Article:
Coastal access plan ‘a waste of cash’

From the Eastern Daily Press of 28th October ’09, journalist Ed Foss comes the CLA’s comments on that part of the Marine Bill dealing with Coastal Access.

A country lobby group has said the government could save the public purse tens of millions of pounds by scrapping “unnecessary and unwarranted” proposals for a statutory right of access to the English coast. The Country Land and Business Association (CLA) said the relevant part of the Marine and Coastal Access Bill, which started its final passage through parliament on Monday, would be far more costly than it needed to be. The CLA urged MPs to take the opportunity to save nearly £50m by scrapping the contentious coastal access section in order to ensure the rest of the bill can be implemented.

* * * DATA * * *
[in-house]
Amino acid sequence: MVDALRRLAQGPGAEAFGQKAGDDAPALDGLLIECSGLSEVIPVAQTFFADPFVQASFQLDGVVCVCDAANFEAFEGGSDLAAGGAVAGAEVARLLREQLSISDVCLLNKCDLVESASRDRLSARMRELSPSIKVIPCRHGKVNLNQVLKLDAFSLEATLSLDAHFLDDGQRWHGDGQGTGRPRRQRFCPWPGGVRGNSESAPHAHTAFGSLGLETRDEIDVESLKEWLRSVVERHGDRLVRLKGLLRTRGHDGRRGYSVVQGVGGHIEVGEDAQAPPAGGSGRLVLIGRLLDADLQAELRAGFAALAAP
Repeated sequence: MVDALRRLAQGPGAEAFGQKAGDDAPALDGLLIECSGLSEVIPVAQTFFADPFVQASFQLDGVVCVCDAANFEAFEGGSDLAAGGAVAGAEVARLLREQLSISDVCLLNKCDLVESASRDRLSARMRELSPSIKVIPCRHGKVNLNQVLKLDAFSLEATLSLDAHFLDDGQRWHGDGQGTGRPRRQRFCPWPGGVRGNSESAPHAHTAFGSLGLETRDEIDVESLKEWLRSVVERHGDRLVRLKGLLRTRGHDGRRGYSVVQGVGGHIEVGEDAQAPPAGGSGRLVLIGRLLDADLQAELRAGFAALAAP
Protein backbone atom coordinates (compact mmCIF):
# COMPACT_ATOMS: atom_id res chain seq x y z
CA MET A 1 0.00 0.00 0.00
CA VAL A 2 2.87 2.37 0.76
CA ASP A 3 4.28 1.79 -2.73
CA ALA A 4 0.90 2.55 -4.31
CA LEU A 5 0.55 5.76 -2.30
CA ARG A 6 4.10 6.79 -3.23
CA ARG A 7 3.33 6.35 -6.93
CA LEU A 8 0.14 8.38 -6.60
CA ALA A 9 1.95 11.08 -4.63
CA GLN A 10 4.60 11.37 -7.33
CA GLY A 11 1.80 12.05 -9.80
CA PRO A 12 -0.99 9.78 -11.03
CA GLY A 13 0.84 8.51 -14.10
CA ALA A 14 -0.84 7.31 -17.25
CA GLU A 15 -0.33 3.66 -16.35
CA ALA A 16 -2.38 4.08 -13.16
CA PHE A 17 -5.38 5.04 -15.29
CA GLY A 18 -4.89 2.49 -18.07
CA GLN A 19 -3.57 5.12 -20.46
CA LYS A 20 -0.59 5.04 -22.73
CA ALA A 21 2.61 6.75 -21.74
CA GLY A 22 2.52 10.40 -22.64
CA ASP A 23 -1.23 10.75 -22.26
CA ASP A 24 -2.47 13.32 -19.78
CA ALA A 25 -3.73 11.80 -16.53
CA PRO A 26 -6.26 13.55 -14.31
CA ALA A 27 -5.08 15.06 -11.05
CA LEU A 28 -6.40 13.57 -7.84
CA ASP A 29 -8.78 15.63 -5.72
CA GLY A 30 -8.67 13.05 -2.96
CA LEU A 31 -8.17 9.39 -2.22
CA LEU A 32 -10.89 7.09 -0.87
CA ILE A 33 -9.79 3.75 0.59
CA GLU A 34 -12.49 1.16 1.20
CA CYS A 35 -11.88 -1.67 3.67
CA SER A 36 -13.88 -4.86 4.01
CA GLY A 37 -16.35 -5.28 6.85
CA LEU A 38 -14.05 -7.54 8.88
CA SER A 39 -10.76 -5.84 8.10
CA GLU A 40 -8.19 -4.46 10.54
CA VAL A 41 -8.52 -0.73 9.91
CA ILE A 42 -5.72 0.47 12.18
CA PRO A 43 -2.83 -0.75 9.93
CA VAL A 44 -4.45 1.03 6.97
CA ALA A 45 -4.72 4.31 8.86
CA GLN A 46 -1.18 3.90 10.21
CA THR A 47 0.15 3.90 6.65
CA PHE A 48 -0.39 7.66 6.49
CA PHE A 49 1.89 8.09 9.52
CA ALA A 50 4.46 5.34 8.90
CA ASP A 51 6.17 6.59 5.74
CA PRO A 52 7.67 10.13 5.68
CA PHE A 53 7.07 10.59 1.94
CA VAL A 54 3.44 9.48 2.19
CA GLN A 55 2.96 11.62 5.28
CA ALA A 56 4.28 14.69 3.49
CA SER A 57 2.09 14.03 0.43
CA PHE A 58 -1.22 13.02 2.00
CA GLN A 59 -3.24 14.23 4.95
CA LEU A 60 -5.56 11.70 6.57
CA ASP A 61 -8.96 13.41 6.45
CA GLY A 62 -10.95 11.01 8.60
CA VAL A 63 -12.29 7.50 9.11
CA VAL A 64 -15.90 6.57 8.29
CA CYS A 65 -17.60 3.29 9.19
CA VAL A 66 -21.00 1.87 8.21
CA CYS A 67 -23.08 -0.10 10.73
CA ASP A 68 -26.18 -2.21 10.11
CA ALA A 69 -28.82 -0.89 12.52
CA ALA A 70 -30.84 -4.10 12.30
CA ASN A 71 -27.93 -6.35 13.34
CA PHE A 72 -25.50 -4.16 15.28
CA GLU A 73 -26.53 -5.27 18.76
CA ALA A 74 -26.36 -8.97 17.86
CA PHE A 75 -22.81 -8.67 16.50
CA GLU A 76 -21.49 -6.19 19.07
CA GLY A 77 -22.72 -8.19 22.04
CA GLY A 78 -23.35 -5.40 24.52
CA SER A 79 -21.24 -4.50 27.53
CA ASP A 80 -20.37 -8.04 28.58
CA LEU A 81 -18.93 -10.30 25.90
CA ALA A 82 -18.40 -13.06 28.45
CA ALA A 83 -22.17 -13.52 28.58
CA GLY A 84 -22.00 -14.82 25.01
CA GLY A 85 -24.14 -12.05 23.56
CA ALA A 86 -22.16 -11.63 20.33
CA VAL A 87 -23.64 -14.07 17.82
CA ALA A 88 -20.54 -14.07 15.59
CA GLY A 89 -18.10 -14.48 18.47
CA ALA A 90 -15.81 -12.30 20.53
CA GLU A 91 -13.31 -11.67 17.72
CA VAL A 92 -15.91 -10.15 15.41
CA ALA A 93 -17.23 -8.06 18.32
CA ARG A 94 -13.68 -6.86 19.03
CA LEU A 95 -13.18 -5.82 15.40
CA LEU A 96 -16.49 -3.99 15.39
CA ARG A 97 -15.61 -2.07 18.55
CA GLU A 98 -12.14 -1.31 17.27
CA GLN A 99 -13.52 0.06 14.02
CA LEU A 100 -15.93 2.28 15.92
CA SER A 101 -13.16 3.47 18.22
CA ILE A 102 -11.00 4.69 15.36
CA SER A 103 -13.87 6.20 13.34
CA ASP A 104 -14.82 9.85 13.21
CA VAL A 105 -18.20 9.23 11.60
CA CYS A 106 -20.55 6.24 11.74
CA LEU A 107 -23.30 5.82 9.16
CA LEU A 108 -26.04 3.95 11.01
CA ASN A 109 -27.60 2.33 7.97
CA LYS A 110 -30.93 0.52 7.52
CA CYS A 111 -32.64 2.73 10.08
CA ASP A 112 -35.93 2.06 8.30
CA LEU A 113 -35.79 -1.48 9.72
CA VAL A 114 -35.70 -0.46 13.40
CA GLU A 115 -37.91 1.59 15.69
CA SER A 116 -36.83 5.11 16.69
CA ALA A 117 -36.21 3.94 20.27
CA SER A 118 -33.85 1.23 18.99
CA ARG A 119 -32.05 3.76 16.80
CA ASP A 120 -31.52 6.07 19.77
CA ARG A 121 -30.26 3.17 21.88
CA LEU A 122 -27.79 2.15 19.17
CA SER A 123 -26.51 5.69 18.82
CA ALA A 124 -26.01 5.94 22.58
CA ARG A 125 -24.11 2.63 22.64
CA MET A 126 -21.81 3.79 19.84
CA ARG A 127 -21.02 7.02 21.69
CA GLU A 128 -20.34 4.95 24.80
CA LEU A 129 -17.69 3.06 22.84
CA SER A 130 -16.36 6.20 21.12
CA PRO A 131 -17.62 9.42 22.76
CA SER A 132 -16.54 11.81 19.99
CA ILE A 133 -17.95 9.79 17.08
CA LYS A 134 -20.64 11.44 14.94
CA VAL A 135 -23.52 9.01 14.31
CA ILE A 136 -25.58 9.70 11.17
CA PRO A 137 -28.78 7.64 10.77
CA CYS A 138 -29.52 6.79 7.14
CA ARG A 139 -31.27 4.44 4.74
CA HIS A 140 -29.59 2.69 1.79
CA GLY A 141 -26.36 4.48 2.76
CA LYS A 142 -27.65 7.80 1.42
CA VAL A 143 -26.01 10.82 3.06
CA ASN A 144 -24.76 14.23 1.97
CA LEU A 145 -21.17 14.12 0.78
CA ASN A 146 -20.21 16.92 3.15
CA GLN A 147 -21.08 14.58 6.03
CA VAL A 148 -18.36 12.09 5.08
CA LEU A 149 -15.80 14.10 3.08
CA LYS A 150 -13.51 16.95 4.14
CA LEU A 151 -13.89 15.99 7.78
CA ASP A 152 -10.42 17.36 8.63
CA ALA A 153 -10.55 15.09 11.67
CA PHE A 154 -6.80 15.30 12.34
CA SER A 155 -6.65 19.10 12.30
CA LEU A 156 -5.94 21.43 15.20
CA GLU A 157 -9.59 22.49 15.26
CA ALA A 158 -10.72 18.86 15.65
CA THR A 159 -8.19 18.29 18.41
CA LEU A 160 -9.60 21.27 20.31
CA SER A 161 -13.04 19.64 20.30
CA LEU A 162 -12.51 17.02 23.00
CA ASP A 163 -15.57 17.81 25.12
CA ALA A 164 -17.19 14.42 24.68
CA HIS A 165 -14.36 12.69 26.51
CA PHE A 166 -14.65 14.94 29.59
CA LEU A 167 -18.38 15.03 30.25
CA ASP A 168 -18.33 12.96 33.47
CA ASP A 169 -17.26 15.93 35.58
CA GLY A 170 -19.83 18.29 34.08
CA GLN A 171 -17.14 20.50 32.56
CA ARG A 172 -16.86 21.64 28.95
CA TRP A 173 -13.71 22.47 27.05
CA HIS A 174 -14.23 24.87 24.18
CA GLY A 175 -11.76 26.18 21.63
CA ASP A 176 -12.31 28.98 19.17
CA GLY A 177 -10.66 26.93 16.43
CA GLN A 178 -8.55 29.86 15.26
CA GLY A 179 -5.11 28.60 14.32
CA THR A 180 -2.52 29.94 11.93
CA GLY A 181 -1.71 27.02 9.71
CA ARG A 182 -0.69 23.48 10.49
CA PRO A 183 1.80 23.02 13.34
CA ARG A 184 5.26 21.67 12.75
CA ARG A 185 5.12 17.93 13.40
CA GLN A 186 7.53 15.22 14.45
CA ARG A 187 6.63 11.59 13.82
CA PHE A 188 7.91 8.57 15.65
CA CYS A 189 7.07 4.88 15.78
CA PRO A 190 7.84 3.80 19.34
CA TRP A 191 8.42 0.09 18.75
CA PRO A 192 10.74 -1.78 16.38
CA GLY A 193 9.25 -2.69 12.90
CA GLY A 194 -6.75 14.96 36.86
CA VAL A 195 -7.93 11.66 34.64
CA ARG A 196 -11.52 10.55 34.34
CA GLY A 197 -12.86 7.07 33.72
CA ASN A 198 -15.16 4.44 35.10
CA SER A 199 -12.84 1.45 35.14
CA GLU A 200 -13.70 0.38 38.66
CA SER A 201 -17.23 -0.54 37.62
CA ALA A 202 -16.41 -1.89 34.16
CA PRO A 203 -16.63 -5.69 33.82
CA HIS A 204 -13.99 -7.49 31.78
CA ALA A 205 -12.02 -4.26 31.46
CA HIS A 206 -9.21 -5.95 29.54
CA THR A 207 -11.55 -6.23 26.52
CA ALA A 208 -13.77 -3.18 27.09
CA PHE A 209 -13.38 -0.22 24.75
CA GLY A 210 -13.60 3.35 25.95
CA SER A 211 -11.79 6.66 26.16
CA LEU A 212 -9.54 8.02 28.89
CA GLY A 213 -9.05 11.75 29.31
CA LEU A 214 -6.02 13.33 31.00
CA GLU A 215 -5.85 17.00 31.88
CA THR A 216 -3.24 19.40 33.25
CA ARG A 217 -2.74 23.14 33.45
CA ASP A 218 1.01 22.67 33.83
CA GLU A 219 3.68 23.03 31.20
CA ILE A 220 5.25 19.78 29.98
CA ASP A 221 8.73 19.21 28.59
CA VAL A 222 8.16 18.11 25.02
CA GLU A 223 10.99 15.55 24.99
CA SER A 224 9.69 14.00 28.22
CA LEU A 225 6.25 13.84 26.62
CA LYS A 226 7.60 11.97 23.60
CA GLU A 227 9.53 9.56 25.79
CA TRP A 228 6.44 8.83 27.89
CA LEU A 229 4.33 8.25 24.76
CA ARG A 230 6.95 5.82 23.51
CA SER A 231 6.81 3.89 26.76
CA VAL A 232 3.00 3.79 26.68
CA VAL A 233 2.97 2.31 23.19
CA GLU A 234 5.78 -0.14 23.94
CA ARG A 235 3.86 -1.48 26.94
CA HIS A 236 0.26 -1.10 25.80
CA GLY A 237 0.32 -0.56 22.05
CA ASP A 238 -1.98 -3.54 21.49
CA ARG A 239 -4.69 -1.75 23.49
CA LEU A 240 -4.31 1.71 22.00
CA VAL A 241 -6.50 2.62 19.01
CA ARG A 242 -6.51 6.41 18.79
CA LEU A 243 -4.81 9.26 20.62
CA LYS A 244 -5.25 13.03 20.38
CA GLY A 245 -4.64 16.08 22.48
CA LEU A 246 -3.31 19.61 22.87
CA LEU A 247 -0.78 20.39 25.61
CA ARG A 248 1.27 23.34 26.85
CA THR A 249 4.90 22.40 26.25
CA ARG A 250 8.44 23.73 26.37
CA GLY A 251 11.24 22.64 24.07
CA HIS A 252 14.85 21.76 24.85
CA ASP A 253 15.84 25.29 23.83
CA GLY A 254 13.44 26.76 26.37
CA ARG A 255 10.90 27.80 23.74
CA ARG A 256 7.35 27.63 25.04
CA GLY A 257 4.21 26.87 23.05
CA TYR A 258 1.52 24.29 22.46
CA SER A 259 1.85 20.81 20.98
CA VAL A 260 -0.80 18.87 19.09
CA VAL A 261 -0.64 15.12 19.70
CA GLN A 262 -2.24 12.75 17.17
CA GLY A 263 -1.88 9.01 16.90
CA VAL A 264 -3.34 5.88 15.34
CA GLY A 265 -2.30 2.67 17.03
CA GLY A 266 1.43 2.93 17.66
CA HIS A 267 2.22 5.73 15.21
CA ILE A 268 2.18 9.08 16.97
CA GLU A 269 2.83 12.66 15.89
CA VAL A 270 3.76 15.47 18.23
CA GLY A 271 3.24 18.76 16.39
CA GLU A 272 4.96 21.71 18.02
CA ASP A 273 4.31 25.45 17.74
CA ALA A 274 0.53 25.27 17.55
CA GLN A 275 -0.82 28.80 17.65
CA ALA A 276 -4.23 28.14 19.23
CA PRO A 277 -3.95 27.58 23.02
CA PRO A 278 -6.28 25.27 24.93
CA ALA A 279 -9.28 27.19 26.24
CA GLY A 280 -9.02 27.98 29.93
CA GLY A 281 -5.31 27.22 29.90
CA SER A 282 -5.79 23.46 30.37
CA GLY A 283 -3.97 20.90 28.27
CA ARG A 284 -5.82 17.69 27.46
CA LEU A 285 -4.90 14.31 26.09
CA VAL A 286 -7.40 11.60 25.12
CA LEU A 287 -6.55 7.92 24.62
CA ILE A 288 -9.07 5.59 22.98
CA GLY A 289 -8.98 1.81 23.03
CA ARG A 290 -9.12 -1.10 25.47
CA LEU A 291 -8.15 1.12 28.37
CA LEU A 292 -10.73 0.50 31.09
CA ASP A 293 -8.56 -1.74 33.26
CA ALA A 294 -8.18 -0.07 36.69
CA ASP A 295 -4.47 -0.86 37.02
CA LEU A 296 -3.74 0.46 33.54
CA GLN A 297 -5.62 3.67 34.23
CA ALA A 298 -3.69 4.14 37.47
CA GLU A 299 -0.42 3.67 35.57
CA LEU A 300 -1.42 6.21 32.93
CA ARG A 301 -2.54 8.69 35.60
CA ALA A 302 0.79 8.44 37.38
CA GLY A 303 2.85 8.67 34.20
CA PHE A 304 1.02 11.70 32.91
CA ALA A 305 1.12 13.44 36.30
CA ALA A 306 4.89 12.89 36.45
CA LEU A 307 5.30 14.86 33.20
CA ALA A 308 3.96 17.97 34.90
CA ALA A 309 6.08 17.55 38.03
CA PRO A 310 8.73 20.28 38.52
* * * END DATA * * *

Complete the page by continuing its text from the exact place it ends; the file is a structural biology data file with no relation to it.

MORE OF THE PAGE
“Access to the coast — where it doesn’t already exist — can be better provided using existing legislation such as the Highways Act and for a far more modest sum,” said Rob Wise, coastal access adviser for the CLA eastern region. “Our arithmetic shows the government can deliver a better outcome for less than £1m, yet the cost, as it stands, will be almost £50m. We are in the middle of the deepest and longest recession since records began. How can ministers seriously justify spending on what is no more than political posturing?”

The CLA said the government’s own figures proved that only 8% of the English coast is genuinely inaccessible. Over 84% already has access.

“Creating a new public footpath using the Highways Act costs about £2 per metre which means that providing access to the 8pc of the coast where access doesn’t exist could be done for around £700,000,” said Mr Wise. “The grandiose scheme the government is proposing simply isn’t necessary — it could better and more cheaply meet the needs of the public by using existing legislation.”

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